Thursday, July 22, 2010

The Other Modern: Basilica of Notre-Dame de la Trinité, Blois, France

When the photos of the recent ordinations for the Communauté Saint-Martin came in, I took note of the indirect views we were being given of the basilica church itself, the Basilica of Notre-Dame de la Trinité which is located in Blois, France.

My immediate thought was that it was a very likely inclusion in our Other Modern series, in some or possibly many respects. I took to looking up the basilica and while there are some aspects which I think we can critically consider -- for example, some of the sculptural within the church might be critiqued for being overly primitivistic in style in my own estimation -- in many regards, and overall as a church, it is most definitely worth noting as another type of manifestation of the other modern.

First, a bit about the history and art of the church. Construction on the church begin in 1932 and resumed in 1935 under the architect, Paul Rouvière. The church itself was consecrated in 1949 and in 1956, Pope Pius XII elevated it to the status of a basilica.

Fourteen large stained glass windows are found along the nave which illustrate the role of Mary in salvation history. These windows were the work of Louis and Jean Barrel Le Chevallier.

Within the apse is mosaic work which depicts the coronation of the Blessed Virgin Mary. (And the apse mosaic is what I, myself, find particularly striking.)

One will note here the very traditional arrangement

Sculptural work on the facade; while this is, in my estimation, a bit primitivistic, it is nice that a monumental sculptural detail was included on the facade, as well as on the pillars, as opposed to taking a more minimalist approach.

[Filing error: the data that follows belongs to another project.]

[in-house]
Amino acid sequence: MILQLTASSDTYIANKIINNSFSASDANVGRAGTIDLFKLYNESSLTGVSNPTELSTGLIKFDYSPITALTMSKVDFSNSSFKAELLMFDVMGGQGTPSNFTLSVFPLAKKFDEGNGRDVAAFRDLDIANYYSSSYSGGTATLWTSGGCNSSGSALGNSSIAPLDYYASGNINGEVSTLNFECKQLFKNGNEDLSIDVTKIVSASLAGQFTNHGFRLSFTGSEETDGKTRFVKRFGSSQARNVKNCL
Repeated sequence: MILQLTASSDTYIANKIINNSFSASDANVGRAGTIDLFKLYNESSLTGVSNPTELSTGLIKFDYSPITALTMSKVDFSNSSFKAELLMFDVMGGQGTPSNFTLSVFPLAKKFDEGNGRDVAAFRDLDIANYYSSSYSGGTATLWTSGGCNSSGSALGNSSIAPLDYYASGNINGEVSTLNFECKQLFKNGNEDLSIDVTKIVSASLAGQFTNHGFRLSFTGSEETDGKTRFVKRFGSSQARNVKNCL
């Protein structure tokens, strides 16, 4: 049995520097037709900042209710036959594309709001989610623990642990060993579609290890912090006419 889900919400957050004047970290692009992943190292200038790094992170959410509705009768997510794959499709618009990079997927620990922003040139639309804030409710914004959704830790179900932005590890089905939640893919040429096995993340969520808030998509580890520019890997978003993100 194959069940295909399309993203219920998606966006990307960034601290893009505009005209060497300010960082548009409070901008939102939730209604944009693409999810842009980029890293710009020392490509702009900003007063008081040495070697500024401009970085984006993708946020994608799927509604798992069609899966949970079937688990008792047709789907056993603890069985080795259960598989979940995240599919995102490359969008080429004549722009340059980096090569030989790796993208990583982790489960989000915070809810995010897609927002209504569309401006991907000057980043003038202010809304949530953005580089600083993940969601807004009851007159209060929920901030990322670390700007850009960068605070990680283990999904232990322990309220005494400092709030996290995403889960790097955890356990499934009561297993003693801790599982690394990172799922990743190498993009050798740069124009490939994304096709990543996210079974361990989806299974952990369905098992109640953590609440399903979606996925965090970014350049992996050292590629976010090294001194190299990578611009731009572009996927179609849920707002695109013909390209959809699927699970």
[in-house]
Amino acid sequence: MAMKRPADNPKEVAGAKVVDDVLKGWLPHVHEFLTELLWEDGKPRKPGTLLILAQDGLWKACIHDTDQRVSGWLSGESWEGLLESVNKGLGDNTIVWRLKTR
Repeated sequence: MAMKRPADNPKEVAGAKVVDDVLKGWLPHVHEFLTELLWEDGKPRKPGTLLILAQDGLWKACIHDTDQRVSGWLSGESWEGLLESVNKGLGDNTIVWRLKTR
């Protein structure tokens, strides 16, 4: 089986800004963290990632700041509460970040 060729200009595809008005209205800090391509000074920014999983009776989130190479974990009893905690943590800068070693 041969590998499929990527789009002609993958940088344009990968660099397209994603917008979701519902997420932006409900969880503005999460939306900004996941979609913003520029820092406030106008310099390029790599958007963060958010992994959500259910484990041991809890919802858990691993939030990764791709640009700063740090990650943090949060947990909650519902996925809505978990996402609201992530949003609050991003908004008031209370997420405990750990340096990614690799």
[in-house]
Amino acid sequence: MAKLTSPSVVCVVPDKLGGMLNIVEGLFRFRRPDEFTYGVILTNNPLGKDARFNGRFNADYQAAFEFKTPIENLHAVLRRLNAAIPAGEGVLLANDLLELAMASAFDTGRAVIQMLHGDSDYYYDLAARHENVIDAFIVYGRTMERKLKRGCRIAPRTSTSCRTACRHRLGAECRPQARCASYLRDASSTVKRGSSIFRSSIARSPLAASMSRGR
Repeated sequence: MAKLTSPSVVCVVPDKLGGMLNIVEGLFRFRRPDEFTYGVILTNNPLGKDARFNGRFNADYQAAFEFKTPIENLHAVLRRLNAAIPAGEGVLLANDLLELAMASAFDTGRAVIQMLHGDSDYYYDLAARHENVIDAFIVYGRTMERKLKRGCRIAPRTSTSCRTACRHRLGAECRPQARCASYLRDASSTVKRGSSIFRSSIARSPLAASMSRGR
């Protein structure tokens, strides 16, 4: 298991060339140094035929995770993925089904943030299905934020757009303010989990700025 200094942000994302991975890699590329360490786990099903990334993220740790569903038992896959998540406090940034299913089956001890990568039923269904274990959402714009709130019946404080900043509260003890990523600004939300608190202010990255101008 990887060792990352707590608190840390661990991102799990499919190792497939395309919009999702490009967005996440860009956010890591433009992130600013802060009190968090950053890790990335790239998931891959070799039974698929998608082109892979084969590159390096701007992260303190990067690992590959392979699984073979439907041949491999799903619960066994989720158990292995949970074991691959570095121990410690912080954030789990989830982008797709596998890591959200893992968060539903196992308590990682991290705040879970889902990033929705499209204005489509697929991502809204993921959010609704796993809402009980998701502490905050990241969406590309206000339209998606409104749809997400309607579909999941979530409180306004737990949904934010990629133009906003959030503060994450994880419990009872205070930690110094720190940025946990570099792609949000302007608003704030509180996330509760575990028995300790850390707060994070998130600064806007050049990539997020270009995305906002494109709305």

The apse mosaic

A detail from the apse mosaic

Stained Glass window detail

Here are two details I pulled from the background of some of the photos from the recent ordinations at the basilica. I would note that these are taken at odd angles and the colouring is likely quite off since these were in the background. However, I think they are still worth showing to conclude our consideration.

David Clayton once noted a quite simple criteria as a first consideration for sacred art which I took to; it was the question, "can you pray before it?". It is not the only criteria of course, but it is an important first consideration. In regards to sacred architecture we could add the question, does it inspire you to pray within it? I think in the case of this basilica, while there are particular aspects I believe could be approached better, I believe the general answer is most certainly, yes.

Further to that, the visible marks of continuity with our tradition of liturgical and ecclesiastical art and architecture are most certainly to be found here.


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